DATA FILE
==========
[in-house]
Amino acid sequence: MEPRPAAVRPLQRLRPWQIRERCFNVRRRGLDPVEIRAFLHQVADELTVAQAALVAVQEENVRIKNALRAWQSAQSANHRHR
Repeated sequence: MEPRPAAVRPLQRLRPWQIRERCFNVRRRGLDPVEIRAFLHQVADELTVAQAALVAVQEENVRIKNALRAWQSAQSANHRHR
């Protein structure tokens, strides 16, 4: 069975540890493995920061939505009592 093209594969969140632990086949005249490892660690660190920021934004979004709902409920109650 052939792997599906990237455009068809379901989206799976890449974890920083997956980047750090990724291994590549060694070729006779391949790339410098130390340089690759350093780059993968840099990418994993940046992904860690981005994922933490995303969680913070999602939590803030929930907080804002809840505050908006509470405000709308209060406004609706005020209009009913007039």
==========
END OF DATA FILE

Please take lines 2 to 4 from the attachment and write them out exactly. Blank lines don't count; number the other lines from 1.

Amino acid sequence: MEPRPAAVRPLQRLRPWQIRERCFNVRRRGLDPVEIRAFLHQVADELTVAQAALVAVQEENVRIKNALRAWQSAQSANHRHR
Repeated sequence: MEPRPAAVRPLQRLRPWQIRERCFNVRRRGLDPVEIRAFLHQVADELTVAQAALVAVQEENVRIKNALRAWQSAQSANHRHR
């Protein structure tokens, strides 16, 4: 069975540890493995920061939505009592 093209594969969140632990086949005249490892660690660190920021934004979004709902409920109650 052939792997599906990237455009068809379901989206799976890449974890920083997956980047750090990724291994590549060694070729006779391949790339410098130390340089690759350093780059993968840099990418994993940046992904860690981005994922933490995303969680913070999602939590803030929930907080804002809840505050908006509470405000709308209060406004609706005020209009009913007039």